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Ring Magazine

Concannon's Corner

Personal Biography

After the Famine, Comes the Feast…
By Paul Concannon

I was stuffed, full to the brim on what a close friend called, “a gluttonous orgy of boxing”.  Yes, this fight fan will remember the 4th of the 10th 2003 for a long, long time.

Check out my schedule for that great Saturday…I started off at 6.00 PM with a light starter of Cyrille Thomas Vs Manual Calvo for European honours at featherweight, this bout being screened on Eurosport.  Okay the bout was a few weeks old, but would prove an entertaining affair featuring the smart boxing Frenchman Thomas (pronounced Toe-mars) versus the crafty old veteran Calvo, a man who had taken Naseem Hamed the distance.  The Frenchman took a decision in a keenly contested pairing with his better boxing and a super left jab.  It was quite a tasty appetizer, which nicely bridged a gap to a live bout for the European title at 130 between grizzled veterans Affif Djelti of France and Boris Sinistin of Russia.

It was about this point that SKY kicked off their coverage of Brian Magee’s IBO trinket defence against cagey Argentinean Omar Gonzalez.  This left me with a straight choice, quality Euro pairing and undercard or Magee and supporting card; thank heavens for remote control.

The European card featured a dullish undercard but an excellent main event as the amazing 44-year-old Djelti, a scourge of British

super featherweights, recover from a slow start to win rounds 5 through 8 inclusively and rock the Russian veteran in the dieing moments of the ninth.  Just when it seemed the French banger was gaining the ascendancy he walked into a big right in round 10 and was stopped on the ropes moments later.  It would be a lie if I said I watched that bout from start to finish because SKY were serving up an interesting pairing of 168 pound prospects Jason McKay and Jamie Hearn on the Belfast card.  McKay took a close decision over eight but only after surviving a torrid last three rounds when Hearn’s right hand landed with alarming regularity.  Hearn was unhappy with the verdict and it would make a lovely rematch.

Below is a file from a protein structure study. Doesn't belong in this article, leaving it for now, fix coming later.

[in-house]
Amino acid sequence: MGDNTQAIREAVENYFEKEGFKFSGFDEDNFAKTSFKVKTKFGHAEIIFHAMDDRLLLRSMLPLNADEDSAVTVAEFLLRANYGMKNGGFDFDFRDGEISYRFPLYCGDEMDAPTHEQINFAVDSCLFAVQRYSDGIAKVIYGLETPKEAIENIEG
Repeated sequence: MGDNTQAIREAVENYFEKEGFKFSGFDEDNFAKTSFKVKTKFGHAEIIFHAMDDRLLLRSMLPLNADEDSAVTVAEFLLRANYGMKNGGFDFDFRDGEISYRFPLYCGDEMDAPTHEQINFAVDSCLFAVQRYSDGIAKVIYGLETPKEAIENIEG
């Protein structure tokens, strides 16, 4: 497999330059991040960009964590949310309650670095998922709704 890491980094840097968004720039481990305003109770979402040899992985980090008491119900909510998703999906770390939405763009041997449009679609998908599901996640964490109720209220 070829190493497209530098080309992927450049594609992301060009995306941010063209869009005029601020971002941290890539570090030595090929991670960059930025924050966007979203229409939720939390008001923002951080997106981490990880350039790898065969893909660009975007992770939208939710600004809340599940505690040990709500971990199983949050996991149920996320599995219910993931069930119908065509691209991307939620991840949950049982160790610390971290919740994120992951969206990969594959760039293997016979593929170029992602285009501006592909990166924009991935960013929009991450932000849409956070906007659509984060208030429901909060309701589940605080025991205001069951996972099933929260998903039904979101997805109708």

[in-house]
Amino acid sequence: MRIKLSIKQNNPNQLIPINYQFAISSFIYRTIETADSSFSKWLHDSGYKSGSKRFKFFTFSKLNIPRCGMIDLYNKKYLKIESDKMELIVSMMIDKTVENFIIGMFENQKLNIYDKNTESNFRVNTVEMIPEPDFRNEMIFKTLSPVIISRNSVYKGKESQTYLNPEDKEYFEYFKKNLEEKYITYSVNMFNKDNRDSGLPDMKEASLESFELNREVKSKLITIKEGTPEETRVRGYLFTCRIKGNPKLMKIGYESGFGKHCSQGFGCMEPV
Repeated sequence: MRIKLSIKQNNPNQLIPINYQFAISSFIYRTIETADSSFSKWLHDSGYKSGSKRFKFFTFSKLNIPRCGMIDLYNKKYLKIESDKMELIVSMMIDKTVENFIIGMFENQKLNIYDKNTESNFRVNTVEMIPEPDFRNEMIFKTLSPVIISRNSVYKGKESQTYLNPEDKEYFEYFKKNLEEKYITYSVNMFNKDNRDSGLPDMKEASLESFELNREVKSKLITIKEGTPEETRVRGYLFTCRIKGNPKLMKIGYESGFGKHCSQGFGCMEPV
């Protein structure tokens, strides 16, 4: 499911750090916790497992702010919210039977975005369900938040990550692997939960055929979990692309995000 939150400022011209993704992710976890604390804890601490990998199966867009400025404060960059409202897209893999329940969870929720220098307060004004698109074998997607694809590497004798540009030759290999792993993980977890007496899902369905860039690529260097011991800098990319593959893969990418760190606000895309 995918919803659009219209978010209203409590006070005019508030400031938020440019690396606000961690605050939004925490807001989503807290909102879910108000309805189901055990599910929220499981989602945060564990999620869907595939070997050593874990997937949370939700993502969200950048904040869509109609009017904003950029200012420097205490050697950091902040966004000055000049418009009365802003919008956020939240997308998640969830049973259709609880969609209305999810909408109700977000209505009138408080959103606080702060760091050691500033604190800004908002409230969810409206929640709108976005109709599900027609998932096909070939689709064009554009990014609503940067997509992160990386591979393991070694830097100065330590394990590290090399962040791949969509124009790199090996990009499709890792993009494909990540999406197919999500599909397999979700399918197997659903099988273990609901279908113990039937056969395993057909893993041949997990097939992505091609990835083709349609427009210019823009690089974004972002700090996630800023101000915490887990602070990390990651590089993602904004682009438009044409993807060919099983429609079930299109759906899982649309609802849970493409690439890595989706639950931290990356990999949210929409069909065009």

The main event saw hometown hero Magee dispose of Gonzalez with one right hook that landed behind the ear.  The distraught Argentinean just could not beat the count, his equilibrium shot from that one southpaw hook.  Magee should do two things, ditch his IBO ‘who cares’ belt and up his level of competition.  Mooted bouts in the New Year with ex WBC champ Robin Reid and Canadian contender Syd Vanderpool should at least take care of the latter.

After a gap of a few hours the BBC then screened Bexleyheath’s David Walker’s bold attempt to rip the European light-middleweight title from the world class Roman Karmazin, who had been scheduled to fight Oscar De La Hoya last year, and the result was a one-sided stoppage in three rounds for the classy champion.  Walker is an exciting battler at domestic level but was out of his depth against the cagey Russian who seemed at least a division bigger. 

Undercard action featured wins for former WBO heavyweight champion Herbie Hide and hot super-middleweight prospect Carl Froch.

A bit later Over on SKY, I was treated to 6 (yes six) consecutive hours of championship boxing from the states with coverage of the Holyfield-Toney bill followed by the Morales-Espadas rematch and supporting card,  (okay, I admit I didn’t make it, the video recorder came into use at about 2 AM). 

The highlights were Toney’s impressive victory over the shotter than shot Evander Holyfield the Corrales-Casamayor superfeather battle and the Morales blast out of his old rival Guty Espadas.